Color Matters [Infographic]

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Today’s customers are accustomed to choice, especially when it comes to product colors. They want to be able to express their style and create an impression through their use of color, whether in apparel, accessories, or automobiles. On a psychological level, choice gives people a sense of control and a stronger emotional connection to the products they purchase. Yet whether a greater choice of colors equates to greater revenue has long been a mystery. But after intense analysis, Stitch Labs has uncovered the power and profit potential of color choice and featured their spectrum of findings in a valuable infographic. Find out if offering a wide choice of product colors brings in the green and keeps a brand in the black.


To determine whether a wide color choice is a bright idea, researchers examined the sales of products offered in various colors over the span of a year. They divided their results into chromatics, which are colors with distinct hues, and achromatics, which are colors with no hue or a natural one. Then, they compared the sales dollars and portion of unit sales generated by each of these two color groups.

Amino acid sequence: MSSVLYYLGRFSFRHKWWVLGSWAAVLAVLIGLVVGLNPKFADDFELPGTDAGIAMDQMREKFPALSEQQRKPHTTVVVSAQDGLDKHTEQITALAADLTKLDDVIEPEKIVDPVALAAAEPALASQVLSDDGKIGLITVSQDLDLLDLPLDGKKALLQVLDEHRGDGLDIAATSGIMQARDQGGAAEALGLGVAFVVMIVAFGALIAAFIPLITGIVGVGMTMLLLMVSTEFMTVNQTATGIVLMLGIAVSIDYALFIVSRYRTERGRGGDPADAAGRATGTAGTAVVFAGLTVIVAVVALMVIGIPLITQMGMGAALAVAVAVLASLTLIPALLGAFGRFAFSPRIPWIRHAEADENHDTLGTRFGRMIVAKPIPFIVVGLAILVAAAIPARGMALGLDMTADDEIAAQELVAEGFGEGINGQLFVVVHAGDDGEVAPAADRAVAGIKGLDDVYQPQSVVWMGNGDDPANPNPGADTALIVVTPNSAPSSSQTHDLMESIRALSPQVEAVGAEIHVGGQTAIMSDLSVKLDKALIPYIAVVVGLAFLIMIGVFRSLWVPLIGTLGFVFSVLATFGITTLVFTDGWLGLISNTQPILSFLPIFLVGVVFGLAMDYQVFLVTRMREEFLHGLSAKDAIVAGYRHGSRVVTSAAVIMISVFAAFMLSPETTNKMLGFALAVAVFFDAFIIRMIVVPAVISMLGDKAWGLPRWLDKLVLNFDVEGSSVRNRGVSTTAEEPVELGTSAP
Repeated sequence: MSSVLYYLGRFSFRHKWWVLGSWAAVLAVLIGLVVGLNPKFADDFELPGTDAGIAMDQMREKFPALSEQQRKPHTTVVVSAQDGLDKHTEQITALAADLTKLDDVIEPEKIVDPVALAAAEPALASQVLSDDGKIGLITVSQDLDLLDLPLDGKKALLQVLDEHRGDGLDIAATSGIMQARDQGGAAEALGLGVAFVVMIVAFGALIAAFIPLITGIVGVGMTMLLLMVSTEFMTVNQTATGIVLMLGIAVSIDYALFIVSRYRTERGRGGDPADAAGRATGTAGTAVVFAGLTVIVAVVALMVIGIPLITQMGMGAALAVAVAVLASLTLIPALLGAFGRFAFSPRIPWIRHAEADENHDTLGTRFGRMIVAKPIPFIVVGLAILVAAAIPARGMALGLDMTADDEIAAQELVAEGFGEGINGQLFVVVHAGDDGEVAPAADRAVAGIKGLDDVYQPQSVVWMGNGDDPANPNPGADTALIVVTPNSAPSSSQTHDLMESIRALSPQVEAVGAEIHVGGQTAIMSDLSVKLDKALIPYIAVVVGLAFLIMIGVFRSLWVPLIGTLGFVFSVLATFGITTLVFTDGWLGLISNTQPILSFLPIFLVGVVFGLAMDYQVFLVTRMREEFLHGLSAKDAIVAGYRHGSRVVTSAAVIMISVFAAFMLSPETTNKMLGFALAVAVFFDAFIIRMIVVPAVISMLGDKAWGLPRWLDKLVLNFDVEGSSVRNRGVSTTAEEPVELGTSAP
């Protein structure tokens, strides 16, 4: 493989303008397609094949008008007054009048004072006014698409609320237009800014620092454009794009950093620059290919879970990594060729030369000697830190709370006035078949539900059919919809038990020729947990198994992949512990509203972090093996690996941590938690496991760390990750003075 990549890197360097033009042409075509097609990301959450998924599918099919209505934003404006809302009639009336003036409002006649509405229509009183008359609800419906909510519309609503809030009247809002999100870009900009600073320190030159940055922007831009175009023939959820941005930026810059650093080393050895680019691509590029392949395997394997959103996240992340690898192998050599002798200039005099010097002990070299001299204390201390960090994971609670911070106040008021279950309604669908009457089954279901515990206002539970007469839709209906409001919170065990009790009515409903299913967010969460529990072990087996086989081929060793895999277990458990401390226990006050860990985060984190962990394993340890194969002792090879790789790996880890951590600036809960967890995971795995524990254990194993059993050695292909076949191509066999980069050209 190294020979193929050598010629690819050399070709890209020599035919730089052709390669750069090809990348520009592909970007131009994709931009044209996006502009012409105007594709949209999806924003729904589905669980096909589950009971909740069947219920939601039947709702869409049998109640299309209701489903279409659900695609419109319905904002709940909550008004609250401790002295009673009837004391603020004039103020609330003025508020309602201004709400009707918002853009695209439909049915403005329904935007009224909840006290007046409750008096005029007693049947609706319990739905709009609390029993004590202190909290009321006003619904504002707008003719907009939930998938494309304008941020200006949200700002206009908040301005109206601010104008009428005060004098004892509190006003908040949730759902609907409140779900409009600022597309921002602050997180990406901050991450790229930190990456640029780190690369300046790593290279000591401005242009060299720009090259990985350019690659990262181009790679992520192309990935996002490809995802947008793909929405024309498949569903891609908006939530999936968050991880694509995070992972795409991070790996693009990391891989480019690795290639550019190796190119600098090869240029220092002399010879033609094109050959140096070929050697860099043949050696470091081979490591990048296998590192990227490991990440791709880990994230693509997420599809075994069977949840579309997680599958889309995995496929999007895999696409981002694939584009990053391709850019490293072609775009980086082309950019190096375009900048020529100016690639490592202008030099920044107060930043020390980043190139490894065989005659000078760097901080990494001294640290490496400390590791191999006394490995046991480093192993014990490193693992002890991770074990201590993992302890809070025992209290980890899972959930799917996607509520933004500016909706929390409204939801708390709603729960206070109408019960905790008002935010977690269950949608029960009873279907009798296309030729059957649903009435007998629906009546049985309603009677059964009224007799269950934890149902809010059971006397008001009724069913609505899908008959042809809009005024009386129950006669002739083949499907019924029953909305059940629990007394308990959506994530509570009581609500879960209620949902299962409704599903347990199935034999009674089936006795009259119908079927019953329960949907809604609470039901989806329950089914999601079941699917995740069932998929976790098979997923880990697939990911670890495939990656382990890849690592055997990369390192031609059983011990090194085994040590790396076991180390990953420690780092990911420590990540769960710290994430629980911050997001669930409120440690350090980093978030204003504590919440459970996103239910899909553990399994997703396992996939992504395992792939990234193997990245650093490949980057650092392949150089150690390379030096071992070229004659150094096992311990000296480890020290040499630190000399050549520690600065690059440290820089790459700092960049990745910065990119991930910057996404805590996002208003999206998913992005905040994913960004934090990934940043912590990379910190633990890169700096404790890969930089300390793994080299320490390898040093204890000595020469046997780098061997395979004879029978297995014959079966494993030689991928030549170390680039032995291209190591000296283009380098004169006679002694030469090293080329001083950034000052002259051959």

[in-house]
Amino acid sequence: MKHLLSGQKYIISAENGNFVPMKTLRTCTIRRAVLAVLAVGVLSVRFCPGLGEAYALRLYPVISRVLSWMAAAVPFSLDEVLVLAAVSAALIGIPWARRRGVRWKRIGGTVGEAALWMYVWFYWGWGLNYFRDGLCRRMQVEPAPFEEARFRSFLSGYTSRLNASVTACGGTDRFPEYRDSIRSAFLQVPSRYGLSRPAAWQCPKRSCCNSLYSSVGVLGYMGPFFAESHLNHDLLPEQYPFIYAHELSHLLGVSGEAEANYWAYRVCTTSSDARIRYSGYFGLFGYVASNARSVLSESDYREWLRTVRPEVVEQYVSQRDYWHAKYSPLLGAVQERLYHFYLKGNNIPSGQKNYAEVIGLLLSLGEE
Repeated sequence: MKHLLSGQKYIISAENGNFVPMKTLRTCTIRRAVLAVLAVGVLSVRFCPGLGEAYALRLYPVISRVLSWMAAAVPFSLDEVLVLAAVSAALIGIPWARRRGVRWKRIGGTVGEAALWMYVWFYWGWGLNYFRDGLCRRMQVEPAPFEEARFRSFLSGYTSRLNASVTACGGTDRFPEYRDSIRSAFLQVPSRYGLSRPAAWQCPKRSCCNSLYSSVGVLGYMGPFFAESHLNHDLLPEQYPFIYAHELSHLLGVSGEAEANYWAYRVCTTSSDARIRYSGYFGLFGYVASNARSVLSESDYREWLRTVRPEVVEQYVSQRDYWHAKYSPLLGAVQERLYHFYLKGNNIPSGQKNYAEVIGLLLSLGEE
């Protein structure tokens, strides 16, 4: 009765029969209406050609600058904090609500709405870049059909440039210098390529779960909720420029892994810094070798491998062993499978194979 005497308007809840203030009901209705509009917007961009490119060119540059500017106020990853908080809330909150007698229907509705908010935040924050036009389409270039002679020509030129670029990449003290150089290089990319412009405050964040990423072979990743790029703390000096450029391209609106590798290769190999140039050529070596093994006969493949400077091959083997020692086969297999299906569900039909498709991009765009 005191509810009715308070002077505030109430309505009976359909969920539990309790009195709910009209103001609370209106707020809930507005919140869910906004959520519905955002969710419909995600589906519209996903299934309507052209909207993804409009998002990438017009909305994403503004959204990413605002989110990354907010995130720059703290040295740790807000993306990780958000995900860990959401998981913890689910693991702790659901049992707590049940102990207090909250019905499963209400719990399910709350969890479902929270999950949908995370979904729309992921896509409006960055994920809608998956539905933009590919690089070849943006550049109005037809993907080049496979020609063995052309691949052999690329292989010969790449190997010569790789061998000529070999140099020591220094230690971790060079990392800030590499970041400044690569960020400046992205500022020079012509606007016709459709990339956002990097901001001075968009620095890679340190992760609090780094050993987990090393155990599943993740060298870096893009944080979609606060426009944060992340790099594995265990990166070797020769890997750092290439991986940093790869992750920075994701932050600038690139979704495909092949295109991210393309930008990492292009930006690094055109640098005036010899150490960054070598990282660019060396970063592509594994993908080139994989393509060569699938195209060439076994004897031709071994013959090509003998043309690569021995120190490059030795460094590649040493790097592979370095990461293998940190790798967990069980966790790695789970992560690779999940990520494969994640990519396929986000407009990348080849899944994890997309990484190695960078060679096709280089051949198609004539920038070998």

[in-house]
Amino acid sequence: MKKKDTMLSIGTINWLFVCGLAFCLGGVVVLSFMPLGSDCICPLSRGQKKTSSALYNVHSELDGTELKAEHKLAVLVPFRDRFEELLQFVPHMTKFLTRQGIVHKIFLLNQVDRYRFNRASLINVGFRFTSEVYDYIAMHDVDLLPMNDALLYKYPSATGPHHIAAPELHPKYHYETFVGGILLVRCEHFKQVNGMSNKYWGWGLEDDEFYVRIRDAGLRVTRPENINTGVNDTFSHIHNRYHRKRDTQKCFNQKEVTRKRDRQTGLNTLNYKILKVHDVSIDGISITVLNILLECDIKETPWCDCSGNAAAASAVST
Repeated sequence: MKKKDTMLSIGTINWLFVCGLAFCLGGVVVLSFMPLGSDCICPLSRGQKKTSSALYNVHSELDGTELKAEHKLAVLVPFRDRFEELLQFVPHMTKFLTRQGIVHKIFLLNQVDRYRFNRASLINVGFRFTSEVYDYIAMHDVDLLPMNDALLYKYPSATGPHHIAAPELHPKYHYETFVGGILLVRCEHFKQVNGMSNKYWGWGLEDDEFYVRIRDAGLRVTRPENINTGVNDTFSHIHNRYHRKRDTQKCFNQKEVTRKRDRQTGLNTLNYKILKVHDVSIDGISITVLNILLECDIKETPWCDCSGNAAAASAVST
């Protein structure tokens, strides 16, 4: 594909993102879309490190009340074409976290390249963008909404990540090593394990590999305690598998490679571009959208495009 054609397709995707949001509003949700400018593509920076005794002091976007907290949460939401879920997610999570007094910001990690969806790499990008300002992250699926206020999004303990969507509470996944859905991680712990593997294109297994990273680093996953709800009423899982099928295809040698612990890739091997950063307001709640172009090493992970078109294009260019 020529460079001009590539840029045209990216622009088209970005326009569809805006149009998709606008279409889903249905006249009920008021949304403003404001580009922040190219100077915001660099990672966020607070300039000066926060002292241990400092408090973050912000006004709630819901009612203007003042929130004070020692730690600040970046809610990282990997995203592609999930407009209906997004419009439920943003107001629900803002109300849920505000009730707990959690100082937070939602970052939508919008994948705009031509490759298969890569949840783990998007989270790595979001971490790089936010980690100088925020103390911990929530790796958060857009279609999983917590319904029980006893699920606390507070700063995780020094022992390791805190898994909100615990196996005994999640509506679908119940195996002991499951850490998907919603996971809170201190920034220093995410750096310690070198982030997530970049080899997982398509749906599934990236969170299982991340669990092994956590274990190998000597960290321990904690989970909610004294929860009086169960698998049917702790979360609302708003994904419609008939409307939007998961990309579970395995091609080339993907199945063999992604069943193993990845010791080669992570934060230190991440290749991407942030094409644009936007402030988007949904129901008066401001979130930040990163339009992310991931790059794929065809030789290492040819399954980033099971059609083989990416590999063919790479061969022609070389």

Take a look at the red-letter results:

  • Average revenue per unit is 15% higher for achromatic colors than chromatic ones.
  • Achromatics account for 63% of sales, which is almost two-thirds of all units sold.
  • 34% of all unit sales are for black items, making black the most frequently purchased color for an item.
  • Black is 2.4 times more popular than the next most popular color, white, making it essential to a brand’s product selection.
  • For achromatics, the average revenue per unit ranges from $35 for brown to $28 for white.
  • For chromatics, the average revenue per unit spans from $35 for navy to $20 for pink.
  • More than 40% of the world name blue as their favorite color, yet bright blue is only the third most popular color in terms of sales.
  • Yet a dark shade of blue, navy, has the highest average revenue per unit.
  • Purple, pink, and yellow have the lowest average revenue per unit of all of the colors.
  • Yellow is one of the least popular colors and earns the second-lowest average revenue per unit rate.

While this research serves as black-and-white proof of the value of color and provides a blueprint for creating a lucrative color mix, it’s important for brands to customize their color options to reflect the specific tastes and trends of their target markets.

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Infographic by Stitch Labs.

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